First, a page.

Physiological Demands and Muscle Activity of “Track-Work” Riding in Apprentice Jockeys

in International Journal of Sports Physiology and Performance

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Kylie A. LeggSchool of Veterinary Science, Massey University, Palmerston North, New Zealand

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Darryl J. CochraneSchool of Sport, Exercise and Nutrition, Massey University, Palmerston North, New Zealand

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Erica K. GeeSchool of Veterinary Science, Massey University, Palmerston North, New Zealand

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Paul W. MacdermidSchool of Sport, Exercise and Nutrition, Massey University, Palmerston North, New Zealand

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Chris W. RogersSchool of Veterinary Science, Massey University, Palmerston North, New Zealand
School of Agriculture and Environment, Massey University, Palmerston North, New Zealand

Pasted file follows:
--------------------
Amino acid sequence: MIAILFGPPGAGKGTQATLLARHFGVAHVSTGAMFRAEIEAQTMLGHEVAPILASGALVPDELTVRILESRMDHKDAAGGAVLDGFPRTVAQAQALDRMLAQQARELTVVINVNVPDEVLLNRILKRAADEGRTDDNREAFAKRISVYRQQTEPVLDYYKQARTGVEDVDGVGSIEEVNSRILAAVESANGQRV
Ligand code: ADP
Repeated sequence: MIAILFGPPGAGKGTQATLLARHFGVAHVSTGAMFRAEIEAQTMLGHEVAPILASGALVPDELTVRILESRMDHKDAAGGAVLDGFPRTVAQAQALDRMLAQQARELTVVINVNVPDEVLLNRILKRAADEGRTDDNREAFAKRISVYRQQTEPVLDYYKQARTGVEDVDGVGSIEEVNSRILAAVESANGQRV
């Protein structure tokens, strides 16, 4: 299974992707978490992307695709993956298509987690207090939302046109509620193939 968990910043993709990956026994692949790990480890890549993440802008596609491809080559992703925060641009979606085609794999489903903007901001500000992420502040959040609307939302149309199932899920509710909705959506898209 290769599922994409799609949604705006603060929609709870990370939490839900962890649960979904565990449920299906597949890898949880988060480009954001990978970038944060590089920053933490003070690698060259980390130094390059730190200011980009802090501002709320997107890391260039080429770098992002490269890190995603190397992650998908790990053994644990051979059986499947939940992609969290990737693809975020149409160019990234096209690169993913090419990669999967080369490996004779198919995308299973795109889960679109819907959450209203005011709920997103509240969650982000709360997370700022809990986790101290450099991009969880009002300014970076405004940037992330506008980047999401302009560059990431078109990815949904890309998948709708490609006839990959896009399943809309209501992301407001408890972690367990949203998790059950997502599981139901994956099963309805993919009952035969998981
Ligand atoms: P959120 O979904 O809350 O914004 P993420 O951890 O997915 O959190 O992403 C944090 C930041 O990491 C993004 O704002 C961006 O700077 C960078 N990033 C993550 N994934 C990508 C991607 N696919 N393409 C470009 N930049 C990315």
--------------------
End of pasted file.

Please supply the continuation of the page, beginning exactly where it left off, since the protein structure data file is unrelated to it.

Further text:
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Purpose: To enhance performance in race riding, knowledge of current training workload is required. The objectives of this study were to quantify the physiological demands and profile the muscle activity of jockeys riding track-work. Methods: Ten apprentice jockeys and 48 horses were instrumented with heart-rate monitors, accelerometers, and a surface electromyography BodySuit (recording 8 muscle groups: quadriceps, hamstrings, gluteal, lower back, obliques, abdominal, trapezial, and pectoral) that recorded continuously while riding their normal morning track-work. Data were extracted and time matched into 200-m sections for analysis once the jockey reached steady-state canter (6.9 m·s−1). Results: Jockeys rode a mean (±SD) of 6 (1) horses each morning over 2.5 hours, spending ∼30 minutes at a canter (8.8  [ 0.7] m·s−1), with mean heart rate of 129 (11) beats·min–1 and ratings of perceived exertion representing easy-/moderate-intensity exercise. Mean magnitude of horse (0.17 [0.01] m) and jockey center of mass (0.16 [0.02] m) displacement per stride differed from that of the jockey’s head (0.11 [0.01] m, P < .05). The majority of horse oscillation was damped in the upper body with a 3-fold reduction in the medio/lateral and fore/aft planes (P < .05), to minimize jockey head movement. Lower-body muscles absorbed horse motion, with core and upper-body muscles important for postural stabilization. Conclusions: The physiological demands of riding track-work were low, with no evidence of fatigue. Future research on jockeys in races as comparison would identify the specific requirements of a jockey-specific physical conditioning program.

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